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An Ode by Madison Julius Cawein

_An Ode_

READ AUGUST 15, 1907, AT THE DEDICATION OF THE MONUMENT ERECTED AT GLOUCESTER, MASSACHUSETTS, IN COMMEMORATION OF THE FOUNDING OF THE MASSACHUSETTS BAY COLONY IN THE YEAR SIXTEEN HUNDRED AND TWENTY-THREE BY MADISON CAWEIN

JOHN P. MORTON & COMPANY, INCORPORATED. LOUISVILLE, KENTUCKY MCMVIII

_An Ode_

_In Commemoration of the Founding of the Massachusetts Bay Colony in the Year 1623._

I.

They who maintained their rights, Through storm and stress, And walked in all the ways That God made known, Led by no wandering lights, And by no guess, Through dark and desolate days Of trial and moan: Here let their monument Rise, like a word In rock commemorative Of our Land's youth; Of ways the Puritan went, With soul love-spurred To suffer, die, and live For faith and truth. Here they the corner-stone Of Freedom laid; Here in their hearts' distress They lit the lights Of Liberty alone; Here, with God's aid, Conquered the wilderness, Secured their rights. Not men, but giants, they, Who wrought with toil And sweat of brawn and brain Their freehold here; Who, with their blood, each day Hallowed the soil. And left it without stain And without fear.

II.

Yea; here, from men like these, Our country had its stanch beginning; Hence sprang she with the ocean breeze And pine scent in her hair; Deep in her eyes the winning, The far-off winning of the unmeasured West; And in her heart the care, The young unrest, Of all that she must dare, Ere as a mighty Nation she should stand Towering from sea to sea, From land to mountained land, One with the imperishable beauty of the stars In absolute destiny; Part of that cosmic law, no shadow mars, To which all freedom runs, That wheels the circles of the worlds and suns Along their courses through the vasty night, Irrevocable and eternal as is Light.

III.

What people has to-day Such faith as launched and sped, With psalm and prayer, the Mayflower on its way?-- Such faith as led The Dorchester fishers to this sea-washed point, This granite headland of Cape Ann? Where first they made their bed, Salt-blown and wet with brine, In cold and hunger, where the storm-wrenched pine Clung to the rock with desperate footing. They, With hearts courageous whom hope did anoint, Despite their tar and tan, Worn of the wind and spray, Seem more to me than man, With their unconquerable spirits.--Mountains may Succumb to men like these, to wills like theirs,-- The Puritan's tenacity to do; The stubbornness of genius;--holding to Their purpose to the end, No New-World hardship could deflect or bend;-- That never doubted in their worst despairs, But steadily on their way Held to the last, trusting in God, who filled Their souls with fire of faith that helped them build A country, greater than had ever thrilled Man's wildest dreams, or entered in His highest hopes. 'Twas this that helped them win In spite of danger and distress, Through darkness and the din Of winds and waves, unto a wilderness, Savage, unbounded, pathless as the sea, That said, "Behold me! I am free!" Giving itself to them for greater things Than filled their souls with dim imaginings.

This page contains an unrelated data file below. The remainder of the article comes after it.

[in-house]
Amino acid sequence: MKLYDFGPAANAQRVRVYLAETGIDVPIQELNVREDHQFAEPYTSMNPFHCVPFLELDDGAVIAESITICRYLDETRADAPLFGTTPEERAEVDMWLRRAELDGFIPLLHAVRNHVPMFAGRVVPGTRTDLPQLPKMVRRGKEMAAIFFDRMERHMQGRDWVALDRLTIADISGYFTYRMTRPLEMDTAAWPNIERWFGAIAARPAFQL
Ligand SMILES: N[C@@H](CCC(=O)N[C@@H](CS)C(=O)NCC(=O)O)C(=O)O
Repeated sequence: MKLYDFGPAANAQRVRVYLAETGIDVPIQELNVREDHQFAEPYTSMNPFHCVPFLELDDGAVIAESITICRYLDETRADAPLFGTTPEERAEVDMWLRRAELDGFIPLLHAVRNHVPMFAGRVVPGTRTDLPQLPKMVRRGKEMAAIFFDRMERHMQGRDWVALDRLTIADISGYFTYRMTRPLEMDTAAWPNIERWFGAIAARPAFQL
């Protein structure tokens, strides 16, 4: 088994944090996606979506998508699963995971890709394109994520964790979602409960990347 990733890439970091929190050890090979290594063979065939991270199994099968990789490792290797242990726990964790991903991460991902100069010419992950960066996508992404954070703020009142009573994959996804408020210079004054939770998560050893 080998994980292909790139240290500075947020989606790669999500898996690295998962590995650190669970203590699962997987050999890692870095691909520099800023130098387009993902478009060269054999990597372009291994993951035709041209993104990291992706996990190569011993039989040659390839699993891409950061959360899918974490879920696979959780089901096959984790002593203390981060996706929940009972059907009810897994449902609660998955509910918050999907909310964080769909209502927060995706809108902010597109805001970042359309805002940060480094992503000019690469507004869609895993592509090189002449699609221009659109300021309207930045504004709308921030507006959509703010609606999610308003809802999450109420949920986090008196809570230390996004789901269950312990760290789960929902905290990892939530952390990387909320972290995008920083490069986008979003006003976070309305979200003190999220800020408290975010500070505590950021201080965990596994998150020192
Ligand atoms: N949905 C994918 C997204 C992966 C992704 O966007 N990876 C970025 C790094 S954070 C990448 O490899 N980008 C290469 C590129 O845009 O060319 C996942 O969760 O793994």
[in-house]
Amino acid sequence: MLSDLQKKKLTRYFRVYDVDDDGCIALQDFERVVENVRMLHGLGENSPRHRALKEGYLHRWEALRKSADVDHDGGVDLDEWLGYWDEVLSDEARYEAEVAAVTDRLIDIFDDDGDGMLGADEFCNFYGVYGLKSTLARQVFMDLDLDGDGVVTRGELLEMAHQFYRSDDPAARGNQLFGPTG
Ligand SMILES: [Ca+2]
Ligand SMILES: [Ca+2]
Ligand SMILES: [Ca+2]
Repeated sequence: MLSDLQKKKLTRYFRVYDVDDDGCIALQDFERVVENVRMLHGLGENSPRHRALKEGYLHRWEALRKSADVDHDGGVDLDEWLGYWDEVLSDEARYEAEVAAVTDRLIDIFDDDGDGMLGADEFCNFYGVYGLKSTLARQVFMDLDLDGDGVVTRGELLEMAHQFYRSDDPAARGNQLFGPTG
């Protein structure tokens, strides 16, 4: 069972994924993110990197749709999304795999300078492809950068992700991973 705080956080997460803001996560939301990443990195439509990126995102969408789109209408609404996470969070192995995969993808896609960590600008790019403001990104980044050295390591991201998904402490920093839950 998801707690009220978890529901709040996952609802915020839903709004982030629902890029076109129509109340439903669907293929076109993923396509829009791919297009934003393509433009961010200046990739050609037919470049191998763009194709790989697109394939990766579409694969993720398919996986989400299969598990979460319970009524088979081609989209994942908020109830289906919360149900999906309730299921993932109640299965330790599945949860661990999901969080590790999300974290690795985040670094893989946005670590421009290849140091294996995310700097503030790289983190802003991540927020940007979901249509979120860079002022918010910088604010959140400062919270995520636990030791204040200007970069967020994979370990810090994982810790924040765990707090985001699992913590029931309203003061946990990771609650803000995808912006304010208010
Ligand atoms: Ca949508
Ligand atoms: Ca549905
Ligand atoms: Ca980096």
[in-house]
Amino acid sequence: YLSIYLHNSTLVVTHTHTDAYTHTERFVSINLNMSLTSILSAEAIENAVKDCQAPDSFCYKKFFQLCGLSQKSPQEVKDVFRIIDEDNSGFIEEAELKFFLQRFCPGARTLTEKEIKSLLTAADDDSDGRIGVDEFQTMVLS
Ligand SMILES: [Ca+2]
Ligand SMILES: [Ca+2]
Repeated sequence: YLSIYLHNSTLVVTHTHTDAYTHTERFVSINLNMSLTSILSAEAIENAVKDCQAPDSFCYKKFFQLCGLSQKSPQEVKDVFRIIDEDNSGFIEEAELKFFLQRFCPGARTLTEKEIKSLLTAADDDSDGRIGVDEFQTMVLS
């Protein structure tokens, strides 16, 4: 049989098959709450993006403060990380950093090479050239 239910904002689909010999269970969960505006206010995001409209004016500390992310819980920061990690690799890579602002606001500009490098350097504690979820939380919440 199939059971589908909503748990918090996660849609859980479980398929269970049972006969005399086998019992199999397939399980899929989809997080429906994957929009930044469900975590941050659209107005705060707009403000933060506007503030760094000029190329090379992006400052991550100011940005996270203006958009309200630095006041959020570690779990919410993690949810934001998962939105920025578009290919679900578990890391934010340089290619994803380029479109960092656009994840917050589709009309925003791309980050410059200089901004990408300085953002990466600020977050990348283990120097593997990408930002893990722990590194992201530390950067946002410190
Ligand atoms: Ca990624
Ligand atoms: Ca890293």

IV.

Let History record their stalwart names, And catalogue their fortitude, whence grew, Swiftly as running flames, Cities and civilization: How from a meeting-house and school, A few log-huddled cabins, Freedom drew Her rude beginnings. Every pioneer station, Each settlement, though primitive of tool, Had in it then the making of a Nation; Had in it then the roofing of the plains With traffic; and the piercing through and through Of forests with the iron veins Of industry. Would I could make you see How these, laboriously, These founders of New England, every hour Faced danger, death, and misery, Conquering the wilderness; With supernatural power Changing its features; all its savage glower Of wild barbarity, fierce hate, duress, To something human, something that could bless Mankind with peace and lift its heart's elation; Something at last that stood For universal brotherhood, Astonishing the world, a mighty Nation, Hewn from the solitude.-- Iron of purpose as of faith and daring, And of indomitable will, With axe and hymn-book still I see them faring, The Saxon Spirit of Conquest at their side With sword and flintlock; still I see them stride, As to some Roundhead rhyme, Adown the aisles of Time.


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